Bottom Line: Find out what your resort’s policy is when you’re booking your vacation. Plan to bring several $1 and $5 bills to support hardworking employees if tipping is allowed on the property. If tips are covered in your room rate, you’ll still want a few dollars to tip taxi drivers, luggage handlers, or tour guides you may encounter outside the resort. (Dollars are widely accepted as tips in Mexico and the Caribbean, though local currency is welcomed as well.)
3. Readily Accepting The Offer To Sit Through A Timeshare Or Vacation Club Presentation
Most all-inclusive resorts in the Caribbean and Mexico have a vacation club, where members pay a fee to receive significant discounts or upgraded “members-only” rooms on trips to that family of resorts. Similarly, timeshares (also called vacation-ownership memberships) allow people to purchase a set number of weeks to spend annually at the resort — or other resorts in the network — so you are basically paying for subsequent vacations in advance.
On arrival at your all-inclusive resort, you’ll undoubtedly be asked to attend a vacation club or timeshare presentation in exchange for a “free” gift. Over the years, my husband and I have sat through these talks for $100 in cash, a Jeep rental, and a 60-minute massage. Each time we said, “No, thank you,” firmly, when we were asked to buy into a timeshare or vacation club (even after the initial offer dropped in price by more than 75 percent).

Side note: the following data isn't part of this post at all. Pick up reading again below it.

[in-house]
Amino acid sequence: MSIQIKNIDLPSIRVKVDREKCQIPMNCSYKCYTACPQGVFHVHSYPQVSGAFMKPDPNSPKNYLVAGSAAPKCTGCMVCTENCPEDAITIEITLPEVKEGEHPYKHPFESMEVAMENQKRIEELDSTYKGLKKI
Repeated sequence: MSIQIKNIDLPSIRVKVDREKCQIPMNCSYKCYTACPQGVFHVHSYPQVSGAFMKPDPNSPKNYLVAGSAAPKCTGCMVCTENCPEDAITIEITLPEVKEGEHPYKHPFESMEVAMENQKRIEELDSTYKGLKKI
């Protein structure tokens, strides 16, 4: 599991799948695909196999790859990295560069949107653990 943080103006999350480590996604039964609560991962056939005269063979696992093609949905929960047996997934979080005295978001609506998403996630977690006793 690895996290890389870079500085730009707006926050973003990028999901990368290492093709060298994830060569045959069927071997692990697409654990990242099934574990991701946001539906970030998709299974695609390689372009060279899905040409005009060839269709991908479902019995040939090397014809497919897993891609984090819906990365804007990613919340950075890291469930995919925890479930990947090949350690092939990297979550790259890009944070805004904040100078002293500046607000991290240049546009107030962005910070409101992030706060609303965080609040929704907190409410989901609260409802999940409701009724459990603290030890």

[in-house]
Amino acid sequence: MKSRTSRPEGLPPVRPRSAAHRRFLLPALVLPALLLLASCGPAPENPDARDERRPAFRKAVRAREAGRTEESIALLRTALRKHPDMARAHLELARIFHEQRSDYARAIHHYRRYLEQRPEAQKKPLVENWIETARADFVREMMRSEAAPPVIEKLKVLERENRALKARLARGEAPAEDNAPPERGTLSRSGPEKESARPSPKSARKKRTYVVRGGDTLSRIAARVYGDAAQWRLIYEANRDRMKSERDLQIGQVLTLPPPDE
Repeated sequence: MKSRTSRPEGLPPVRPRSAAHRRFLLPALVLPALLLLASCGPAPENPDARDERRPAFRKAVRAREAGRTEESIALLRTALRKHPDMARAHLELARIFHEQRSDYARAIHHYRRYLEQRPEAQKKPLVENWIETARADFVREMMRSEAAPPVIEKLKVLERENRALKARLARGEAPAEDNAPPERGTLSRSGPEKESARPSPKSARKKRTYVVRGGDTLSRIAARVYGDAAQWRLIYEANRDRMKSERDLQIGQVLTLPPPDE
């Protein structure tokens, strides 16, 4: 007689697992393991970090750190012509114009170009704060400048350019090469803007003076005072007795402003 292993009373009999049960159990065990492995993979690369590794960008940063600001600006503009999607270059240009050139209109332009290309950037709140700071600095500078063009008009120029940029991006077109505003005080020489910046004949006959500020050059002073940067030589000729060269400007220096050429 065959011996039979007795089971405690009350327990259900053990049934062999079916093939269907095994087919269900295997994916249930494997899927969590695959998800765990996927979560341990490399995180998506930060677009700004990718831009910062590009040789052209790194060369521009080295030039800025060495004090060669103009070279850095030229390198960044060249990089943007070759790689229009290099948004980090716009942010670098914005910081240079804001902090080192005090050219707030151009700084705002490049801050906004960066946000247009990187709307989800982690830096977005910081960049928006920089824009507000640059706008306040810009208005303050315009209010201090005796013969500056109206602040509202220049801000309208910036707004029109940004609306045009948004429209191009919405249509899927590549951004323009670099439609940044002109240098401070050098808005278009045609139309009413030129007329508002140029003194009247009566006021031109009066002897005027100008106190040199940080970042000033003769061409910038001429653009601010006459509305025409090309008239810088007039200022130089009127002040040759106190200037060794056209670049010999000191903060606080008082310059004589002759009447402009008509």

We have zero interest in being locked into vacationing at the same place every year, and we don’t want to be stuck with a timeshare that will then need to be deeded to our kids or otherwise sold when we can’t travel anymore.
However, I like freebies, so we sat through the sales spiels. That is, until the last time — the sales tactics were incredibly aggressive, we were treated rudely when we said we weren’t interested, and we were roughly escorted out a back service door (while folks who did purchase memberships were celebrated with champagne bottles popping and bells ringing). Now we simply say we don’t want to attend a spiel.
Bottom Line: Consider whether it’s worth giving up at least an hour of your vacation time to tour the timeshare or vacation club accommodations and sit through the sales presentation. Often, salespeople will say it’ll take just an hour, but they’ll keep selling until you literally get up and walk away. Keep an eye on your watch and make clear you’re done listening after the agreed-upon 60 minutes.
Be prepared for aggressive sales tactics — it’s easy to be swayed and make a purchase impulsively! Remember, you can always just budget for that massage or other “freebie” instead of wasting your time in a sales presentation.
4. Not Exploring The Whole Resort Or Trying New Things